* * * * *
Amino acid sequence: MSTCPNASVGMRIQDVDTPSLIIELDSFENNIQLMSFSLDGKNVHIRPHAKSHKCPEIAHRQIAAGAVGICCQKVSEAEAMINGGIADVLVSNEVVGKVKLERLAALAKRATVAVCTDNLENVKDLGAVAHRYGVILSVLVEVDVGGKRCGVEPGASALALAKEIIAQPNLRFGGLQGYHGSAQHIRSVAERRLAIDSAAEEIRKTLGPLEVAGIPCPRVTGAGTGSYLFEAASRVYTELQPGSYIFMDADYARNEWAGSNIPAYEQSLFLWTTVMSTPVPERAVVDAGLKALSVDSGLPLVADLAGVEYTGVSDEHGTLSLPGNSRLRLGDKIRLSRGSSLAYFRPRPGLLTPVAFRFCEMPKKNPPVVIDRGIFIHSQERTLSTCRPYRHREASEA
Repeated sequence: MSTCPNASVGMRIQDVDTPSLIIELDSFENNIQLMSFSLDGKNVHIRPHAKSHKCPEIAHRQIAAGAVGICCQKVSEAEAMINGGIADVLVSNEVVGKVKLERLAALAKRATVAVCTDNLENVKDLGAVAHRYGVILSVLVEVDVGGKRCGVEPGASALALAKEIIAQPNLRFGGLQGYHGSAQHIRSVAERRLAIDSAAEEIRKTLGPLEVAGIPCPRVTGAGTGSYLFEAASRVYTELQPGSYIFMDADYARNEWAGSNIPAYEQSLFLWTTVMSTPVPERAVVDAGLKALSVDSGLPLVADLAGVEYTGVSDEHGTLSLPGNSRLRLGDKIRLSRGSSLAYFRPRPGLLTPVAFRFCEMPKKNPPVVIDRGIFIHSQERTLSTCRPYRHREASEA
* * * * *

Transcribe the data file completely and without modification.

Amino acid sequence: MSTCPNASVGMRIQDVDTPSLIIELDSFENNIQLMSFSLDGKNVHIRPHAKSHKCPEIAHRQIAAGAVGICCQKVSEAEAMINGGIADVLVSNEVVGKVKLERLAALAKRATVAVCTDNLENVKDLGAVAHRYGVILSVLVEVDVGGKRCGVEPGASALALAKEIIAQPNLRFGGLQGYHGSAQHIRSVAERRLAIDSAAEEIRKTLGPLEVAGIPCPRVTGAGTGSYLFEAASRVYTELQPGSYIFMDADYARNEWAGSNIPAYEQSLFLWTTVMSTPVPERAVVDAGLKALSVDSGLPLVADLAGVEYTGVSDEHGTLSLPGNSRLRLGDKIRLSRGSSLAYFRPRPGLLTPVAFRFCEMPKKNPPVVIDRGIFIHSQERTLSTCRPYRHREASEA
Repeated sequence: MSTCPNASVGMRIQDVDTPSLIIELDSFENNIQLMSFSLDGKNVHIRPHAKSHKCPEIAHRQIAAGAVGICCQKVSEAEAMINGGIADVLVSNEVVGKVKLERLAALAKRATVAVCTDNLENVKDLGAVAHRYGVILSVLVEVDVGGKRCGVEPGASALALAKEIIAQPNLRFGGLQGYHGSAQHIRSVAERRLAIDSAAEEIRKTLGPLEVAGIPCPRVTGAGTGSYLFEAASRVYTELQPGSYIFMDADYARNEWAGSNIPAYEQSLFLWTTVMSTPVPERAVVDAGLKALSVDSGLPLVADLAGVEYTGVSDEHGTLSLPGNSRLRLGDKIRLSRGSSLAYFRPRPGLLTPVAFRFCEMPKKNPPVVIDRGIFIHSQERTLSTCRPYRHREASEA